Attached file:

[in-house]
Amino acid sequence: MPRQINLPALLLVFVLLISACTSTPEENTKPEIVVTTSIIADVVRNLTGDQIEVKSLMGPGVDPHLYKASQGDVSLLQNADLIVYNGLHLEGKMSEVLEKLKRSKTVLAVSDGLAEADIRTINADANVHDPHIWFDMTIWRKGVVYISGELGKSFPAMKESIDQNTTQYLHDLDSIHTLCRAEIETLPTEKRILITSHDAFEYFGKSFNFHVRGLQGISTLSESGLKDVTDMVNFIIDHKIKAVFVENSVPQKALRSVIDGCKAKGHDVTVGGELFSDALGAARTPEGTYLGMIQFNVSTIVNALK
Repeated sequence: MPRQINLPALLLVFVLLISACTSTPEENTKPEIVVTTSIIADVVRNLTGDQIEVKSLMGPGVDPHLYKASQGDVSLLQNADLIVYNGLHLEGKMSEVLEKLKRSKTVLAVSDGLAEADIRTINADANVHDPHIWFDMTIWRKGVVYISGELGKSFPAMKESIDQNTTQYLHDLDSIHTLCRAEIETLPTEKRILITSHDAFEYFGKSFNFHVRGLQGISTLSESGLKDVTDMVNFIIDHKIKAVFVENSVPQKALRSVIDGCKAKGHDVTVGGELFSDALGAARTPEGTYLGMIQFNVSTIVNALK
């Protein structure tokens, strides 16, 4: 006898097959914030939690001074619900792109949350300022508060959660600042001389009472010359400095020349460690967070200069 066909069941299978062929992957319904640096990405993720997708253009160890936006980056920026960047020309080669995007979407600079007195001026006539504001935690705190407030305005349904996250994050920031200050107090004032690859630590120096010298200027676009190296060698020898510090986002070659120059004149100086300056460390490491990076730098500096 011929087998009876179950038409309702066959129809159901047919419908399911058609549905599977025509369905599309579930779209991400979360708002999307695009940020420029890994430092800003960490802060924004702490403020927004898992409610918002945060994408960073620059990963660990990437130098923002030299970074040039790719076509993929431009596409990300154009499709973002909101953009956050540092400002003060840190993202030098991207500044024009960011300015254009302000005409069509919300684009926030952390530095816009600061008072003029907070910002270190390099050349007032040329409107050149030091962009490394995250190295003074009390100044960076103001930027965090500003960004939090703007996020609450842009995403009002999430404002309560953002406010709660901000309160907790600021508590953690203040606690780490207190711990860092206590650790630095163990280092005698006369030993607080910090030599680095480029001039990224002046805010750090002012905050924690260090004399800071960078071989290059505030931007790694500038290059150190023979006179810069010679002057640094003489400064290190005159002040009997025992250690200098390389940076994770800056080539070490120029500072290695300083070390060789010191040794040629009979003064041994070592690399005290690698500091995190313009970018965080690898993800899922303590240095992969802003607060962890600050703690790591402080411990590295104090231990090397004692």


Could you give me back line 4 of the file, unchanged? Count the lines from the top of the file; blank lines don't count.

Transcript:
């Protein structure tokens, strides 16, 4: 006898097959914030939690001074619900792109949350300022508060959660600042001389009472010359400095020349460690967070200069 066909069941299978062929992957319904640096990405993720997708253009160890936006980056920026960047020309080669995007979407600079007195001026006539504001935690705190407030305005349904996250994050920031200050107090004032690859630590120096010298200027676009190296060698020898510090986002070659120059004149100086300056460390490491990076730098500096 011929087998009876179950038409309702066959129809159901047919419908399911058609549905599977025509369905599309579930779209991400979360708002999307695009940020420029890994430092800003960490802060924004702490403020927004898992409610918002945060994408960073620059990963660990990437130098923002030299970074040039790719076509993929431009596409990300154009499709973002909101953009956050540092400002003060840190993202030098991207500044024009960011300015254009302000005409069509919300684009926030952390530095816009600061008072003029907070910002270190390099050349007032040329409107050149030091962009490394995250190295003074009390100044960076103001930027965090500003960004939090703007996020609450842009995403009002999430404002309560953002406010709660901000309160907790600021508590953690203040606690780490207190711990860092206590650790630095163990280092005698006369030993607080910090030599680095480029001039990224002046805010750090002012905050924690260090004399800071960078071989290059505030931007790694500038290059150190023979006179810069010679002057640094003489400064290190005159002040009997025992250690200098390389940076994770800056080539070490120029500072290695300083070390060789010191040794040629009979003064041994070592690399005290690698500091995190313009970018965080690898993800899922303590240095992969802003607060962890600050703690790591402080411990590295104090231990090397004692």